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An Inter-establishment Study of Union Recognition and Membership in Great Britain

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  • Gregg, P
  • Naylor, Robin

Abstract

In the absence of compulsion, union membership density in U.K. private sector establishments is extremely varied. Around one quarter of establishments without recognized unions have union densities above 10 percent while under half of the establishments with recognized unions had density above 90 percent. Yet the progressive decline in the closed shop since 1984 means that understanding why people join trade unions without compulsion is an increasingly relevant question, demanding analysis at a disaggregate level. This paper explores the 1984 WIRS dataset and concludes that workplace characteristics, including workforce composition and management attitudes, are the major influences once recognition is controlled for. Yet the variation in density across workplaces with unions implies there is much unions can do to increase density even in an environment which is hostile toward the achievement of recognition. Copyright 1993 by Blackwell Publishers Ltd and The Victoria University of Manchester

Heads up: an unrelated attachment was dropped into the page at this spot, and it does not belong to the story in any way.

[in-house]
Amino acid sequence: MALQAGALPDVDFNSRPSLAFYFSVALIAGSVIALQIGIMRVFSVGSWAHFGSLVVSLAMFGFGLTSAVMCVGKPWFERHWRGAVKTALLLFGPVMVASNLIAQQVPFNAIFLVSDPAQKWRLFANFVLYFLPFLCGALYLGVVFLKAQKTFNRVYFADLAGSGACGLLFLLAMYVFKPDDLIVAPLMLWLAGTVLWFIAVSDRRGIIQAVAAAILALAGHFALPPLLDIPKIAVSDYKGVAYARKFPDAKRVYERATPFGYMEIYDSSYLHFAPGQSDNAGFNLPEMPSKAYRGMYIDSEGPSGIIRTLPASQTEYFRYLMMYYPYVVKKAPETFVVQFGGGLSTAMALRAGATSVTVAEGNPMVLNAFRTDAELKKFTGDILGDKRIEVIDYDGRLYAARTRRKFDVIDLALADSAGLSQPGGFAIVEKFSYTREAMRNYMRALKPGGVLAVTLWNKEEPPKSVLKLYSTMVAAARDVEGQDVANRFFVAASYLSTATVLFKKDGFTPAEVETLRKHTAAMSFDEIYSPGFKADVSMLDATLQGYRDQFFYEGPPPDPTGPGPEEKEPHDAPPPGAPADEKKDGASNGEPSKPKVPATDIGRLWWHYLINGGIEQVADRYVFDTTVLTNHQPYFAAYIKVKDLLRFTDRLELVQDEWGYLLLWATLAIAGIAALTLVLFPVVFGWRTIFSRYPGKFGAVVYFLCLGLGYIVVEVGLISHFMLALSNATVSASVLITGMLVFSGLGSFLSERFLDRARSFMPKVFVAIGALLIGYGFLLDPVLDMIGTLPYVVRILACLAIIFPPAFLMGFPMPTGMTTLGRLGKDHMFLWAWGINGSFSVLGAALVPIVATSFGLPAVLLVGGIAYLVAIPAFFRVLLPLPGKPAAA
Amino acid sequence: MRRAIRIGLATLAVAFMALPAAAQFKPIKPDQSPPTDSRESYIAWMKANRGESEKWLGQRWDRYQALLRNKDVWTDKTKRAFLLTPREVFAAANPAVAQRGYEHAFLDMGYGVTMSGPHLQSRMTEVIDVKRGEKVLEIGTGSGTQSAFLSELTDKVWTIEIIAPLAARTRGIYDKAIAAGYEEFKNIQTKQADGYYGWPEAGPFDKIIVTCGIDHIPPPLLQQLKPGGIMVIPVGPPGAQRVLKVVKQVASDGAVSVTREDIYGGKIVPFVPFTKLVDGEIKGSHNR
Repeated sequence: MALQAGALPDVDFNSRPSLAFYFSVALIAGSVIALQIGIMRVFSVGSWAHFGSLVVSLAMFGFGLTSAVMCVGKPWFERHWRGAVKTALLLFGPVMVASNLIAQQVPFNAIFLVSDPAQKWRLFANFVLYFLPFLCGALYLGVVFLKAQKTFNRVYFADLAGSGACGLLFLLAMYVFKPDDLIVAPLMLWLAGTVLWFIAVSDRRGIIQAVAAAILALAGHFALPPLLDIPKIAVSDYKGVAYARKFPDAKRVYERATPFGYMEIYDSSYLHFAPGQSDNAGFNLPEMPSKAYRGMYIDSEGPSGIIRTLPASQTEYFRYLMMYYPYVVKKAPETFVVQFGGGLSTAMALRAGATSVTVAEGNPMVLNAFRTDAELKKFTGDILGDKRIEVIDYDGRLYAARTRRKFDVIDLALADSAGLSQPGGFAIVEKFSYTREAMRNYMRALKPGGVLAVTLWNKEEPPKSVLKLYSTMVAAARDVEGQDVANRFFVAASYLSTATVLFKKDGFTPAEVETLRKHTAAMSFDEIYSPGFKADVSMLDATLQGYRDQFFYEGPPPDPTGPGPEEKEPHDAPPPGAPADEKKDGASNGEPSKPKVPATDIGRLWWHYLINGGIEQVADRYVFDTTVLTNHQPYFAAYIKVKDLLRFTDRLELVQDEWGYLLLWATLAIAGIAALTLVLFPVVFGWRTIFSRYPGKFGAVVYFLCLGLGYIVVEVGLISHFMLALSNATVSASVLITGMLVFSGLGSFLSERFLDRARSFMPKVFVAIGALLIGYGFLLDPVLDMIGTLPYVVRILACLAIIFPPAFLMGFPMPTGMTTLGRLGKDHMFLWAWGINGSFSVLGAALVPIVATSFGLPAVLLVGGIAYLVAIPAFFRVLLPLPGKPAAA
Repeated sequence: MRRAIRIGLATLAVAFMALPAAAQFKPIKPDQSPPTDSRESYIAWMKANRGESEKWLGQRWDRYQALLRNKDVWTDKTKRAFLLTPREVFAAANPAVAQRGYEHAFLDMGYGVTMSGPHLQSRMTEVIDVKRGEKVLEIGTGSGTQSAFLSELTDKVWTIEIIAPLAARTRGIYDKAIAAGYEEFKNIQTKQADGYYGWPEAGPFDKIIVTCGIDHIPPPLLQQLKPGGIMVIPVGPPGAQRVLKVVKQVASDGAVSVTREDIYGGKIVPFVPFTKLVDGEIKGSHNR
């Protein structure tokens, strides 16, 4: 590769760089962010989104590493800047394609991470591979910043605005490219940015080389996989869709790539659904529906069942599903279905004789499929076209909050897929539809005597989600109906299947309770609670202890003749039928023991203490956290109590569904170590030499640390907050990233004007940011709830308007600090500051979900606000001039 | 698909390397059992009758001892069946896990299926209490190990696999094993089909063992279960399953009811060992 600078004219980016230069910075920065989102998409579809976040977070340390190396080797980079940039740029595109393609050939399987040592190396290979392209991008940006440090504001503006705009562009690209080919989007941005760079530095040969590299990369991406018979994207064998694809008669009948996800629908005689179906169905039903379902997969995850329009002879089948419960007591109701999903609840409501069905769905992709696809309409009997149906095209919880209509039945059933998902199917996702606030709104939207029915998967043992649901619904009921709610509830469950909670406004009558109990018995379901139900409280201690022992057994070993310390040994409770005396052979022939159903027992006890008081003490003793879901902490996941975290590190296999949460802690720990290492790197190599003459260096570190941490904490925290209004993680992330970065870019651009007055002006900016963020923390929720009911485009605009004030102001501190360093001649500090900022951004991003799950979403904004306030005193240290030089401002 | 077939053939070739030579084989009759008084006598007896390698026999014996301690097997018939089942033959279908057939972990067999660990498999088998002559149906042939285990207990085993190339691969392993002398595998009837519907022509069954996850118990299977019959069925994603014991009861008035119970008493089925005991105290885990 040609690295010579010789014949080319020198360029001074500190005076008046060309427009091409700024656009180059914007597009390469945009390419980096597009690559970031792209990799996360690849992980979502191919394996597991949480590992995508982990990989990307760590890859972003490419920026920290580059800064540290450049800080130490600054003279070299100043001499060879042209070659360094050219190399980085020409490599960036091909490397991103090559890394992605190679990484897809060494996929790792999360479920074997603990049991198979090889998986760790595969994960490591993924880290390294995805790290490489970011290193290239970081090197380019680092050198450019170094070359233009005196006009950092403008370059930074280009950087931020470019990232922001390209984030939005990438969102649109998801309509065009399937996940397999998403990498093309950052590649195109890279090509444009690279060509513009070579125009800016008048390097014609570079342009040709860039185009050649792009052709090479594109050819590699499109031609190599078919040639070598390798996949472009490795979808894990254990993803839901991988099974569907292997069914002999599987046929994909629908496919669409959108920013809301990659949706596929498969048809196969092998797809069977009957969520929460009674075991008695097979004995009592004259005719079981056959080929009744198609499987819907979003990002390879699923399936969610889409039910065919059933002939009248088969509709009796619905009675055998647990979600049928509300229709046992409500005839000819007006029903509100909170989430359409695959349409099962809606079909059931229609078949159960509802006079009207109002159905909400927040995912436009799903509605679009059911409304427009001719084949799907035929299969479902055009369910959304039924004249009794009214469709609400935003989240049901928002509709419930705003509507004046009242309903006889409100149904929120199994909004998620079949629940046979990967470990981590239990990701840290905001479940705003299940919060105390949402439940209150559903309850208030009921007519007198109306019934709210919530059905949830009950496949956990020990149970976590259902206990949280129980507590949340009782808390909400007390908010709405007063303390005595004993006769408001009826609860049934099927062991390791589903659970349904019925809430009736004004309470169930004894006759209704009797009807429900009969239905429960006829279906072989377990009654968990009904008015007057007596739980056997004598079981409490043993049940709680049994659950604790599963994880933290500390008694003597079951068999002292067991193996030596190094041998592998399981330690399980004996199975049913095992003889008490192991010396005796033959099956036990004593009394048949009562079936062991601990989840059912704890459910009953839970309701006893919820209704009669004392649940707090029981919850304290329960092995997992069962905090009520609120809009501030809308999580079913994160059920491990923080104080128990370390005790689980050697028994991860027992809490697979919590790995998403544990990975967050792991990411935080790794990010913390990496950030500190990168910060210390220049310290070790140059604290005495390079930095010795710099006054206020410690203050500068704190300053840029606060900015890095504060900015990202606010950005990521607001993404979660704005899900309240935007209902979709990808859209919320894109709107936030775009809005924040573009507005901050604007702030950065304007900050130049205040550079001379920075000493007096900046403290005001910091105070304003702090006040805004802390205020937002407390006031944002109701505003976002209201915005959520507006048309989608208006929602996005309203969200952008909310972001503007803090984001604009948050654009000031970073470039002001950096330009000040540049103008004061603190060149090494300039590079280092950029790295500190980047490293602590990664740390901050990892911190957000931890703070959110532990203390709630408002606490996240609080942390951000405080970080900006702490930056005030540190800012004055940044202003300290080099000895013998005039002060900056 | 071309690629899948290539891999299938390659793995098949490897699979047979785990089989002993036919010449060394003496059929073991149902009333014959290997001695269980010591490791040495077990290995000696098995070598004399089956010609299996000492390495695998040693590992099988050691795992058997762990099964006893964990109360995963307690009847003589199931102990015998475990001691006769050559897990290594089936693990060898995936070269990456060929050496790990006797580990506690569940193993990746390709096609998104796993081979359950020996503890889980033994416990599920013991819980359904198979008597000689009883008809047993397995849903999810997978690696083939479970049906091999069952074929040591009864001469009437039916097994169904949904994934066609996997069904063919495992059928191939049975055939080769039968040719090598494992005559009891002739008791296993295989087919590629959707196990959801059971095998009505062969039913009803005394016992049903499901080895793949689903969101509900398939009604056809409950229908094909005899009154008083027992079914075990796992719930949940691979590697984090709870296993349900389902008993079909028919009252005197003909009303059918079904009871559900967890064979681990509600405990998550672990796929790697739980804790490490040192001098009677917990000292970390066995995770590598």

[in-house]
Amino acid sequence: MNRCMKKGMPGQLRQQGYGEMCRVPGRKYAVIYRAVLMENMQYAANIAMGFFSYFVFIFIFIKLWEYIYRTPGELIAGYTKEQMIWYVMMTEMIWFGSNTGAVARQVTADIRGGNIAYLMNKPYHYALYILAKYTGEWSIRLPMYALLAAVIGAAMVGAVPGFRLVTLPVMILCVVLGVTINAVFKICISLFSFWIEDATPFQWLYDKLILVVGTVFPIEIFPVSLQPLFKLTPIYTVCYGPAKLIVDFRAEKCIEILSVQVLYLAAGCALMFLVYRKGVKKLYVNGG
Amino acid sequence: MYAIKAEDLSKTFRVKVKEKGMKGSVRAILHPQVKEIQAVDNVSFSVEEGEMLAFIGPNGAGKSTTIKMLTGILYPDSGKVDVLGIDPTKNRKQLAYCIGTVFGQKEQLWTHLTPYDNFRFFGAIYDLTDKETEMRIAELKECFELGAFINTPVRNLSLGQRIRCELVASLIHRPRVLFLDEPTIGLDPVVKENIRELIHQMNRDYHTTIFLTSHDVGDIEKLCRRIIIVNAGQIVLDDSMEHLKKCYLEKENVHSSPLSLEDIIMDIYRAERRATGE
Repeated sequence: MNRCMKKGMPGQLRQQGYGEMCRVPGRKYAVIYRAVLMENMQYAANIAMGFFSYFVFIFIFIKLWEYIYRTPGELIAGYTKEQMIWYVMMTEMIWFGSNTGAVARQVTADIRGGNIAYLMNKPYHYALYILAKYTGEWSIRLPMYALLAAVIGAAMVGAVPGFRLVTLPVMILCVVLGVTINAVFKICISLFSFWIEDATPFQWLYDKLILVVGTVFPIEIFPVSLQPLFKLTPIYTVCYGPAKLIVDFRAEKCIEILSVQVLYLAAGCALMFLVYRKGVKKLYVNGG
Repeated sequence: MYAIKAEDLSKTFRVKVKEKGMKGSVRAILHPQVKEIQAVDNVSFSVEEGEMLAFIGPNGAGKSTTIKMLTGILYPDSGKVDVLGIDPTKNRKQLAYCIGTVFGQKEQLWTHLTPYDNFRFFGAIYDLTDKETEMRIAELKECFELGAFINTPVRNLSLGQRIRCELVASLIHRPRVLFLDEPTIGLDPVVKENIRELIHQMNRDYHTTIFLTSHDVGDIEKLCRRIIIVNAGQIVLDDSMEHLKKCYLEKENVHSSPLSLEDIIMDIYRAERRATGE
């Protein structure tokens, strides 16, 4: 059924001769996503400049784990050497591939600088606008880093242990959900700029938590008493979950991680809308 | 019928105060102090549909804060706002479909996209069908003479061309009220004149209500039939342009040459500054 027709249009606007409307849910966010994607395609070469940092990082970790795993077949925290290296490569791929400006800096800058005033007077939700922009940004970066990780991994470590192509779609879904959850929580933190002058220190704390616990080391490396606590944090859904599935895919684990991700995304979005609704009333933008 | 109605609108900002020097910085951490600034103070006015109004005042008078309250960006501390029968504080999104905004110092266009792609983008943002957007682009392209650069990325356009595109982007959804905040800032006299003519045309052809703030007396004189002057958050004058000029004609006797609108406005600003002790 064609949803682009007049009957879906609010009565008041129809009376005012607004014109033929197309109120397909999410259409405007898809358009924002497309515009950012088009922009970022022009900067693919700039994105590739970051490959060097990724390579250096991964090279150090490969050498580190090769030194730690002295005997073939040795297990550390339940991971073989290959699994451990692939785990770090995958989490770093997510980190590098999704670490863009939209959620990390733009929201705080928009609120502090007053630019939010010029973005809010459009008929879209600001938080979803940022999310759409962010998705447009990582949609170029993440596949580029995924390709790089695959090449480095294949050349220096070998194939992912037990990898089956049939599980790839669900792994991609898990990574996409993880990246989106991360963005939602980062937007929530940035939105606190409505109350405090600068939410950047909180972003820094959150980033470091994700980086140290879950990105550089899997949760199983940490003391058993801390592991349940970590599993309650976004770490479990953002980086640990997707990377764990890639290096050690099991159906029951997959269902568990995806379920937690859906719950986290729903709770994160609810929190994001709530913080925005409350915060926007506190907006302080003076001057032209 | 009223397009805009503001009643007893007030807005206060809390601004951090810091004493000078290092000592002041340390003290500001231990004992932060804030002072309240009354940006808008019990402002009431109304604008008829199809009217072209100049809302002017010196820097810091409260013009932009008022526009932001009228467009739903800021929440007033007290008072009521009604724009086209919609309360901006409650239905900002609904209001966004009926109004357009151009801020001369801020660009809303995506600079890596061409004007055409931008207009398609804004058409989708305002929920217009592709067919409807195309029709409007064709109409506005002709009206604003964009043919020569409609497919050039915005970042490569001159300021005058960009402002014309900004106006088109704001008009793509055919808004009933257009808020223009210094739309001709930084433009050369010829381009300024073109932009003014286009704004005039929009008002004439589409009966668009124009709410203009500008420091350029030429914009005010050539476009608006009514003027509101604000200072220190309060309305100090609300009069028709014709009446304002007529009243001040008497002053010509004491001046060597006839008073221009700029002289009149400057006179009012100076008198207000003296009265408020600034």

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Bibliographic Info

Article provided by University of Manchester in its journal The Manchester School of Economic & Social Studies.

Volume (Year): 61 (1993)
Issue (Month): 4 (December)
Pages: 367-85

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Handle: RePEc:bla:manch2:v:61:y:1993:i:4:p:367-85

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Cited by:
  1. Georgios Marios Chrysanthou, 2007. "Determinants of Trade Union Membership in Great Britain During 1991-2003," Discussion Papers 07/01, Department of Economics, University of York.
  2. Robin Naylor, 1995. "Unions in Decline?," Nordic Journal of Political Economy, Nordic Journal of Political Economy, vol. 22, pages 127-142.
  3. Schnabel, Claus, 2002. "Determinants of trade union membership," Discussion Papers 15, Friedrich-Alexander-University Erlangen-Nuremberg, Chair of Labour and Regional Economics.
  4. Wiji Arulampalam & Alison L. Booth, 2000. "Union status of young men in Britain: a decade of change," Journal of Applied Econometrics, John Wiley & Sons, Ltd., vol. 15(3), pages 289-310.

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